Queen – He Made It On His Own (Gypsy Eye GE-144)

He Made It On His Own (Gypsy Eye GE-144)

(56:29):  Live Aid, Wembley Stadium, London, England – July 13th, 1985:  Bohemian Rhapsody, Radio Ga Ga, Hammer To Fall, Crazy Little Thing Called Love, We Will Rock You, We Are The Champions, Is This The World We Created?  Rainbow Theater, London, England – November 19th, 1974:  Son And Daughter, Stone Cold Crazy, Liar.  BBC session, Maida Vale 4 Studio, London, England – October 16th 1974:  Now I’m Here, Stone Cold Crazy, Flick Of The Wrist

In the intervening twenty years since Live Aid, Queen’s seventeen minutes has been singled out as one of the all-time greatest performances in rock history.  On November 9th, 2005 the BBC wrote, “Queen’s iconic performance at Live Aid in July 1985 has been named the world’s greatest rock gig in an industry poll….More than 60 artists, journalists and music industry executives contributed to the survey, featured in a Channel 4 special to be screened this week.  The judges lauded Queen’s ‘show-stealing performance’ at the Live Aid concert in Wembley Stadium, where singer Freddie Mercury had 75,000 people clapping in unison to ‘Radio Ga-Ga.'”

Part of the success can be attributed to the comparison with the other artists on the bill that day, although many of the older acts were well prepared.  It is primarily because the significance of the event and the fact that Queen were able to pack their entire two hour concert into such a constricted time period.  It has a short medley, Freddie’s vocal games, self-depreciating humor in “Crazy Little Thing Called Love,” and “We Are The Champions.”  Add to that Freddie is one man with more charisma than anyone should be allowed to have, it’s no wonder the audience, who Brian May since said were not a “Queen audience,” did indeed turn into one.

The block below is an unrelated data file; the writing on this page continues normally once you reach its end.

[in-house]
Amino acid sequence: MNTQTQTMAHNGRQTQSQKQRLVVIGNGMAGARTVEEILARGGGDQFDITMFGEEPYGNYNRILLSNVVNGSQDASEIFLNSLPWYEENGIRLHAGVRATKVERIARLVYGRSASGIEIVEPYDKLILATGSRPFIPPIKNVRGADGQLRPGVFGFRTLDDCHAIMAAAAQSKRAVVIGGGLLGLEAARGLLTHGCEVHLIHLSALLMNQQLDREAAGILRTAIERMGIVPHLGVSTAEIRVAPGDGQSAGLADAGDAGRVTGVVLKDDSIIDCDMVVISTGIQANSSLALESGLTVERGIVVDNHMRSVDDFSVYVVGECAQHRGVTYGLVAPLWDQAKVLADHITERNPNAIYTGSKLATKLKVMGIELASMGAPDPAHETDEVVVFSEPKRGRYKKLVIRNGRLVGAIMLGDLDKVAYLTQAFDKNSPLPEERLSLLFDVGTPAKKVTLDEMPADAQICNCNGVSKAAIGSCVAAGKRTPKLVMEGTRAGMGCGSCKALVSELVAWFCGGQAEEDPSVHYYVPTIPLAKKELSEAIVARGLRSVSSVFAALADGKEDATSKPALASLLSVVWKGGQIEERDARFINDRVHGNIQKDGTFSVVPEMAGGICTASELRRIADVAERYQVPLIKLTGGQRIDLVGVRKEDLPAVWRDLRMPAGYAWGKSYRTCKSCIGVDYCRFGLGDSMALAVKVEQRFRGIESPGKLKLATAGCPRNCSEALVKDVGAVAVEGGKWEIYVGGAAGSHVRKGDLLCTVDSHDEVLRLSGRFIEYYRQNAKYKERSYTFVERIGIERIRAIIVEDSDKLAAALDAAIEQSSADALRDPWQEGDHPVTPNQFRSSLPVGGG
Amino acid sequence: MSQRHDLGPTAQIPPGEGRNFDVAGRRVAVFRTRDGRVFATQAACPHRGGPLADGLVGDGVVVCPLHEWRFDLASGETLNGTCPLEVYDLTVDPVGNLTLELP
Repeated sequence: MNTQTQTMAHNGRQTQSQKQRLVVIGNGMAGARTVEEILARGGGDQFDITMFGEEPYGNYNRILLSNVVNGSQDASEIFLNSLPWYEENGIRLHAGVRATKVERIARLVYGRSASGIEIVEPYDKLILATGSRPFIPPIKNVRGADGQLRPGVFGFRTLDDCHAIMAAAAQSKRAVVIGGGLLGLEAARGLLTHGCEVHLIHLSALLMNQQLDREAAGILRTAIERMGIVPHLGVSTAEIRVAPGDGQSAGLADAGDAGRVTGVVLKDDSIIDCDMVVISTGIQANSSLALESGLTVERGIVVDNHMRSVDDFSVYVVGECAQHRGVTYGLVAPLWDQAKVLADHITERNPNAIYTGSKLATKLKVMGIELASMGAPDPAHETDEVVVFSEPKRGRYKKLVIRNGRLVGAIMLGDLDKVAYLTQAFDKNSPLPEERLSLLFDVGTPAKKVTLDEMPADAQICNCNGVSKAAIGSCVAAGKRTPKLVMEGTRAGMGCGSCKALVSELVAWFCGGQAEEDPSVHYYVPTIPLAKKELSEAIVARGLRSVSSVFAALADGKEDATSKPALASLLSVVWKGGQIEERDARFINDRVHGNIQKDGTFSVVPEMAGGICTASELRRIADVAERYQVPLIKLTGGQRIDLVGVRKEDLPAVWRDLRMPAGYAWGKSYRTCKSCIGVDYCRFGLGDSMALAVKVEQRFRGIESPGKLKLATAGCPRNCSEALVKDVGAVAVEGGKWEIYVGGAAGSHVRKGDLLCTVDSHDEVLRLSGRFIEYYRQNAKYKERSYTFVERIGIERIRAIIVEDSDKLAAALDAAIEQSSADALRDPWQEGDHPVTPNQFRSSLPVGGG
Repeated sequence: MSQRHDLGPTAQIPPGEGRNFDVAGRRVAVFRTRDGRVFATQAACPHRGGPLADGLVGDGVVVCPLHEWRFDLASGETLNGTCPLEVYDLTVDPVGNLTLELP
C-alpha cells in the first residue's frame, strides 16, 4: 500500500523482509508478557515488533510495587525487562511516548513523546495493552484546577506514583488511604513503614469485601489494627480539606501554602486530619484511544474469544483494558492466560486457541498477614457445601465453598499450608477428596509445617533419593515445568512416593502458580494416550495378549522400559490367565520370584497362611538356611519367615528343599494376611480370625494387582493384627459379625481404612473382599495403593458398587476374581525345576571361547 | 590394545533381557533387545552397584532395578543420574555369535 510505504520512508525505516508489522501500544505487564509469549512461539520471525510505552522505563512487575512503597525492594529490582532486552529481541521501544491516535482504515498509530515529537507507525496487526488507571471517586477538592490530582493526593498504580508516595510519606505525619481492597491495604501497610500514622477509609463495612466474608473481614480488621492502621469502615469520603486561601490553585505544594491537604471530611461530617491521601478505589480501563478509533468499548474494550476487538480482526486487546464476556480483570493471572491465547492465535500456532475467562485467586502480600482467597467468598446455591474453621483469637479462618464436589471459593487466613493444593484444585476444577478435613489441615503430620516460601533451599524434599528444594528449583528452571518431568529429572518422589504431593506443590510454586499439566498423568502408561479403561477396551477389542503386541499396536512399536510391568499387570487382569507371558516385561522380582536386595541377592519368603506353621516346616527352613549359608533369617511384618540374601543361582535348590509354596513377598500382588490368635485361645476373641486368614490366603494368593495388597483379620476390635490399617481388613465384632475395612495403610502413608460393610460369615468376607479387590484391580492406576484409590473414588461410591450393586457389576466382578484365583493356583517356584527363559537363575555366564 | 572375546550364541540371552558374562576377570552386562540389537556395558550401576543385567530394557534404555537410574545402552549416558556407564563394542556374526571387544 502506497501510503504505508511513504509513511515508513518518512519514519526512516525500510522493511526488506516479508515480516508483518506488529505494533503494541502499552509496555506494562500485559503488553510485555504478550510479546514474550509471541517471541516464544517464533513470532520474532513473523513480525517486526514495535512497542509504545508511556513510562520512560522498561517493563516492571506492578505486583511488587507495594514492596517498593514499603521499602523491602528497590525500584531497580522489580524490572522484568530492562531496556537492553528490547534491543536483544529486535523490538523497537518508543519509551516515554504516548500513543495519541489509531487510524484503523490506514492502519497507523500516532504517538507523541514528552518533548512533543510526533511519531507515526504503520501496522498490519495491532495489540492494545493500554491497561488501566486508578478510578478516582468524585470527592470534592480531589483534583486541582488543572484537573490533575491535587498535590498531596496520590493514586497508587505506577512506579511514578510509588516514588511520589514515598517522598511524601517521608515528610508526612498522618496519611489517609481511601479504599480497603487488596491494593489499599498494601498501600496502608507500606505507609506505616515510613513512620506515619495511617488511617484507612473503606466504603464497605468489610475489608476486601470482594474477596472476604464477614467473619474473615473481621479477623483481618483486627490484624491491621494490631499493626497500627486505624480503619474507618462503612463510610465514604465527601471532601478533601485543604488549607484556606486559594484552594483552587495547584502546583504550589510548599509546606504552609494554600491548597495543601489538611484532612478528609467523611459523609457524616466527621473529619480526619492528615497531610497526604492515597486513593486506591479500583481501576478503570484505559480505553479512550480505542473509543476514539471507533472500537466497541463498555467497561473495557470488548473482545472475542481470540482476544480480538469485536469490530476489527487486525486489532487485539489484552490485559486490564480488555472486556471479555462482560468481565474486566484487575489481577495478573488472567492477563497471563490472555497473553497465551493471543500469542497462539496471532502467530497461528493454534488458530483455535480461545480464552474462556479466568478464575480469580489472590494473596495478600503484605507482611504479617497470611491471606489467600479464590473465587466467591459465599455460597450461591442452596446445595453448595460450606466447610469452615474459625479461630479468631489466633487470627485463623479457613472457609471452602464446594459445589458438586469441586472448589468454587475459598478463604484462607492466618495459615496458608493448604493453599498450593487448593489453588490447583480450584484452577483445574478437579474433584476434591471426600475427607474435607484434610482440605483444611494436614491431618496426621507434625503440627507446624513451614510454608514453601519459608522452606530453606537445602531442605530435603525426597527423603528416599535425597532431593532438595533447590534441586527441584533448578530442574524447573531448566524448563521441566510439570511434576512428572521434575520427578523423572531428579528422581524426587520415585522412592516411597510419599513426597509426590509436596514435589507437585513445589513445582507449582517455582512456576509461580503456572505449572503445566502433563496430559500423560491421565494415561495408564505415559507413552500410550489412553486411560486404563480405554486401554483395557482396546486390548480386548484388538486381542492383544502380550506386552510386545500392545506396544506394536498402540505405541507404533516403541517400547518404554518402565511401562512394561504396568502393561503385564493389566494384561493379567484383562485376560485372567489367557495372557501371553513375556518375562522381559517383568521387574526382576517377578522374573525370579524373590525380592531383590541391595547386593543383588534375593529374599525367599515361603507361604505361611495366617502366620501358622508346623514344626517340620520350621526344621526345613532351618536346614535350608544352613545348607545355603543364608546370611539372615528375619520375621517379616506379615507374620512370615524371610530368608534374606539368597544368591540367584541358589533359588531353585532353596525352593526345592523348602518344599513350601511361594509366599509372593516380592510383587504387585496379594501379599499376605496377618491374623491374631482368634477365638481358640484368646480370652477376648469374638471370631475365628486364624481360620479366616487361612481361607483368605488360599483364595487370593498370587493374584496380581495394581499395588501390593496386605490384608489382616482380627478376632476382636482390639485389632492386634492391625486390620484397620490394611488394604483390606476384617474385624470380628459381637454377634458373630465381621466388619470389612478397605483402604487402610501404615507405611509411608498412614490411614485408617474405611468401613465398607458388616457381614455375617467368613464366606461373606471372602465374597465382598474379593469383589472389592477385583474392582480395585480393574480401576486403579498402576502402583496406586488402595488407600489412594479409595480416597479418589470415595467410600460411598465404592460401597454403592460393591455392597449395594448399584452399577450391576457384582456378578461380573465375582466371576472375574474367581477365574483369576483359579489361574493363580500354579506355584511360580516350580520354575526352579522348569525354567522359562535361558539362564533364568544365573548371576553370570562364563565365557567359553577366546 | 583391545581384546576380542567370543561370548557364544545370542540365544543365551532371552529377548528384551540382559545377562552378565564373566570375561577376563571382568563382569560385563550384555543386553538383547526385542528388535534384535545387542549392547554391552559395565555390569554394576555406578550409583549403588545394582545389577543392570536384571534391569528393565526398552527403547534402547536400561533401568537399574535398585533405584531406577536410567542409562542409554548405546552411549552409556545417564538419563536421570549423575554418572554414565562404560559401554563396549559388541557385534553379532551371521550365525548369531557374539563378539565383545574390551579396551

He Made It On His Own is a 2000 release by Gypsy Eye which presents the entire Live Aid set in perfect stereo.  They begin with the first third of the signature tune “Bohemian Rhapsody” which segues with “Radio Ga Ga.”  Watching it on television at the time and seeing thousands of hands clapping in time was a beautiful sight, displaying music as an agent in community building.  This is the only time they employed this particular arrangement and the latter song is shortened to only the verses with the guitar solo and dream section cut.  Mercury spends about a minute playing his vocal call-and-response with the audience before “Hammer To Fall.”  

“This next song is only dedicated to beautiful people here tonight.  It means all of you.  Thank you all for coming along and making this a beautiful occasion” Freddie jokes before “Crazy Little Thing Called Love.”  Their set ends with a short, one verse run-through of “We Will Rock You” and a complete “We Are The Champions.”  The final Live Aid track is “Is This The World They Created?” performed by Freddie and Brian.  This was several hours after the Queen set and right before Paul McCartney would play “Let It Be” and the “Do They Know It’s Christmas?” finale.  Actor John Hurt introduces them, but at about 2:50 a technician drowns out the music saying “you still can’t hear anything on the radio.”  It messes up what is otherwise a great recording.  

All this is in glorious, crystal clear stereo and even with the release of the of the set on DVD this is a good resource for the audio.  Since the Live Aid material is scarcely twenty minutes long, Gypsy Eye include about a half hour of bonus material.  Two songs are from the November 19th, 1974 Rainbow show (mislabeled April 14th, 1976 from Adelaide) and three from the October 1974 BBC session.   These are rather strange choices since they occur more than a decade before Live Aid and are out of place.  It would have been better to include bonus tracks from The Works tour or even some of the hard to find singles from the early eighties like “Thank God It’s Christmas,” “Human Body” and “Soul Brother.”  But given the title’s virtues it is easy to overlook this strange fact and focus upon the songs that have been praised as one of the greatest performances in the history of rock and roll.   

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